Bloomberg’s big plans don’t stop at nom­i­na­tion


akron, ohio — By the time Mike Bloomberg sniffed the hy­dro­ponic basil grow­ing in an old tire fac­tory here, he had al­ready trav­eled 1,700 miles in three hops on his char­tered plane, met with the mayor of Chicago and climbed into a soy­bean trac­tor on the frozen plains of south­ern Min­nesota.

It was a show of force — four states in less than 17 hours on Wed­nes­day, each event metic­u­lously pro­duced for lo­cal press, with sep­a­rate rented mo­tor­cades and a but­ton-down ad­vance staff that chore­ographed his move­ments like a bal­let. No other pres­i­den­tial can­di­date in the Demo­cratic field would have tried to pull this off in Jan­uary.

As the cam­eras shut­tered beSEE BLOOMBERG ON A7

fore the pur­ple grow lights of an ur­ban farm, he asked whether any­one knew the dif­fer­ence be­tween a good sales­man and a great one. The good sales­man, he ex­plained, can face re­jec­tion at one door and move on to the next just as con­vinced he will make the sale.

“The great sales­man knocks on the same door,” he said with a sly smile.

The thing that makes Bloomberg dif­fer­ent is that he can knock on all doors at once. Bloomberg is run­ning ag­gres­sively to win the Demo­cratic nom­i­na­tion, but he is si­mul­ta­ne­ously build­ing out a gen­eral elec­tion ma­chine to de­feat Pres­i­dent Trump, with a new struc­ture — data, field or­ga­niz­ing, advertisin­g and pol­icy — that aims to elect Democrats up and down the bal­lot even if the party’s vot­ers re­ject the former New York mayor this spring.

The party he is mov­ing to trans­form, which he only re­joined in Oc­to­ber, has be­come lit­tle more than a by­stander to his am­bi­tion. With more than 800 em­ploy­ees, $200 mil­lion in ad spend­ing so far and a fully catered Times Square of­fice that houses hun­dreds of em­ploy­ees, “Mike Bloomberg 2020, Inc.” does not re­sem­ble a pri­mary cam­paign in any tra­di­tional sense. It is an ex­per­i­ment in what hap­pens to democ­racy when a sin­gle fac­tion op­er­ates with­out eco­nomic con­straints.

While most pres­i­den­tial ef­forts start early and poor, the Bloomberg project ex­ists in an in­verted di­men­sion, a fact that has caught the at­ten­tion of Trump, who spent years closely track­ing Bloomberg’s po­lit­i­cal ca­reer in New York. The pres­i­dent has been mon­i­tor­ing Bloomberg’s cam­paign, im­pressed by his ex­tra­or­di­nary spend­ing and fear­ful of his po­ten­tial rise, ac­cord­ing to Trump con­fi­dants with whom the pres­i­dent has dis­cussed Bloomberg. They spoke on the con­di­tion of anonymity to dis­cuss strat­egy.

Bloomberg’s aides, in turn, have de­lighted in try­ing to find ways to get Trump’s at­ten­tion and in­crease his anx­i­ety, such as the re­cent pur­chase of an $11 mil­lion Su­per Bowl ad that will run against a sim­i­lar spot pur­chased by Trump’s cam­paign. When Trump tweeted an at­tack on Bloomberg on Mon­day, the former mayor’s team was de­lighted.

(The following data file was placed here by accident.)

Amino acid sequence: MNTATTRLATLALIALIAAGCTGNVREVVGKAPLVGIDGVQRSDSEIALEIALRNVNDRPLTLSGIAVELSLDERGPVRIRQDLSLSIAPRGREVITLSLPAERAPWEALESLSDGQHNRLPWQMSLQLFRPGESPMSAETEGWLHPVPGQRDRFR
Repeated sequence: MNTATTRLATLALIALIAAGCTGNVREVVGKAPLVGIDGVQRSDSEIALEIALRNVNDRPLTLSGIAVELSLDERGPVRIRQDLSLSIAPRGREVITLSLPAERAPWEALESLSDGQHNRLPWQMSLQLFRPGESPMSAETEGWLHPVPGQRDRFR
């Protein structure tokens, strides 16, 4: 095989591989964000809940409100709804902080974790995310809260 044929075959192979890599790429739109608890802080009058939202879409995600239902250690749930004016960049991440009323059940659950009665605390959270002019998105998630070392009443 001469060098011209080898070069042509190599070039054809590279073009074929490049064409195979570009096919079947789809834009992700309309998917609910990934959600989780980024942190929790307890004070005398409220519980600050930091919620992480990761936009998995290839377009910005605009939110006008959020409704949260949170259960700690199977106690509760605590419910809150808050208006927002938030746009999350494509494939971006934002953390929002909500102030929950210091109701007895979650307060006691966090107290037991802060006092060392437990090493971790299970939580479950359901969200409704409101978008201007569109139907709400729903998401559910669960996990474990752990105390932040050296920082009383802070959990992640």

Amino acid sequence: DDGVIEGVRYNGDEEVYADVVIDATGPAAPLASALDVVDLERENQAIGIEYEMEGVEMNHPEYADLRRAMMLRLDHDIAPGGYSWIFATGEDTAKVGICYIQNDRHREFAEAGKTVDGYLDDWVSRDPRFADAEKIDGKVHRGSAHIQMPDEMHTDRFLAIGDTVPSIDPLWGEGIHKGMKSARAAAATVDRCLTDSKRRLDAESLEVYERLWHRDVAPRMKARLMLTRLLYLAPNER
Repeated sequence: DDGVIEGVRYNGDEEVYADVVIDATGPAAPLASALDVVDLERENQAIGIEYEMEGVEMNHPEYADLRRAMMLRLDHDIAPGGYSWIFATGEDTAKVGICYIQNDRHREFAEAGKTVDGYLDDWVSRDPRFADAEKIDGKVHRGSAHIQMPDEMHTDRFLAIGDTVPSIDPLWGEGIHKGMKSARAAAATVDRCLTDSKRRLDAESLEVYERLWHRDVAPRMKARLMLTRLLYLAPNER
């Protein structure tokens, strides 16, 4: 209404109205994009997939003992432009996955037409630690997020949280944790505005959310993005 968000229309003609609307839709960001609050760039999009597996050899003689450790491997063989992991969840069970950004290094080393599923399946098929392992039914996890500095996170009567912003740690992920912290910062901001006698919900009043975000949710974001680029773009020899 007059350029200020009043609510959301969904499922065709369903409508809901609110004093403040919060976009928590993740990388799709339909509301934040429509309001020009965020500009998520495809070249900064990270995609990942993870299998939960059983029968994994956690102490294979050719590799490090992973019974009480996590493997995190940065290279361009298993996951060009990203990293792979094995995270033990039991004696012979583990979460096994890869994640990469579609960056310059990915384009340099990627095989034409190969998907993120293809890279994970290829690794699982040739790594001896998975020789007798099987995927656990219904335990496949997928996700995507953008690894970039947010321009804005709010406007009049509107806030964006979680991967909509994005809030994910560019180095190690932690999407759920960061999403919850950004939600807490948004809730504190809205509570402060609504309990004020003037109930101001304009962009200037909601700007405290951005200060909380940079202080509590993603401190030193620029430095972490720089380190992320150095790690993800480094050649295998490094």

“Glad to see you’re watch­ing our ads,” Bloomberg tweeted in re­sponse.

The ex­trav­a­gance is part of the mes­sage, an at­tempt to demon­strate his com­pe­tence and show that he can man­age some­thing big with good in­ten­tions.

“We also want peo­ple to know that we are build­ing a jug­ger­naut pointed at Don­ald Trump and the Re­pub­li­can Party,” said Tim O’brien, a se­nior ad­viser to the cam­paign who has been tak­ing the mes­sage to state par­ties around the coun­try. “One of Mike’s goals is to make a ma­chine that lasts. This idea that he wants to do a van­ity run or is just buy­ing ex­po­sure is be­lied by that.”

To begin with, that means build­ing a fully staffed gen­eral elec­tion cam­paign in Jan­uary to win pri­mary con­tests in March, with a suite of high-pro­file re­cruits on the pay­roll, in­clud­ing former top ex­ec­u­tives for Face­book, Foursquare and Groupm, the world’s largest advertisin­g me­dia com­pany by billings. No one at head­quar­ters knows what he will ul­ti­mately choose to spend, but they op­er­ate for the mo­ment with­out bud­gets, putting the 12th-rich­est per­son on the planet on a path to spend $1 bil­lion or more.

He wants Democrats to know he is happy to spread the money around. Dur­ing a swing through Texas on Satur­day, when his cam­paign staged more than 150 events in 27 states in a show of or­ga­niz­ing prow­ess, he cast him­self as a po­ten­tial bene­fac­tor and men­tor for all state and lo­cal party or­ga­ni­za­tions.

“I think you look at each,” Bloomberg said, when asked whether he would boost them. “You look to see how well they’re run, and if you tried to help, that you’d be able to help. That’s num­ber one. And num­ber two would be that your money would be used ef­fi­ciently. And it’s not just money. We can bring some ad­vice.”

Whether he wins or loses the nom­i­na­tion, the ubiq­ui­tous tele­vi­sion and dig­i­tal ads he is run­ning have been crafted as the open­ing ex­change in a con­ver­sa­tion about Trump’s fail­ures that will con­tinue through Novem­ber.

“I am look­ing for­ward to mak­ing a multi-month-long case to vot­ers that will end on Elec­tion Day with his de­feat,” says Howard Wolf­son, a top ad­viser over­see­ing the paid me­dia ef­forts.

New health-care spots that be­gan air­ing Mon­day fo­cus nearly as much on at­tack­ing Trump as in­tro­duc­ing Bloomberg. “Amer­ica is sick of Don­ald Trump, and Amer­ica is get­ting sicker,” be­gins one ad voice-over, as the screen shows un­flat­ter­ing pho­tos of the pres­i­dent. “There are 1 mil­lion more unin­sured Amer­i­cans ev­ery year un­der Trump.”

In a sign of how closely Trump is mon­i­tor­ing Bloomberg’s spots, the pres­i­dent re­sponded Mon­day to a new ad that de­nounced Trump for sup­port­ing a Jus­tice Depart­ment law­suit to over­turn pro­tec­tions for peo­ple with pre­ex­ist­ing con­di­tions.

“Mini Mike Bloomberg is spend­ing a lot of money on False Advertisin­g,” Trump wrote, in a tweet that was it­self mis­lead­ing. “I was the per­son who saved Pre­Ex­ist­ing Con­di­tions in your Health­care.”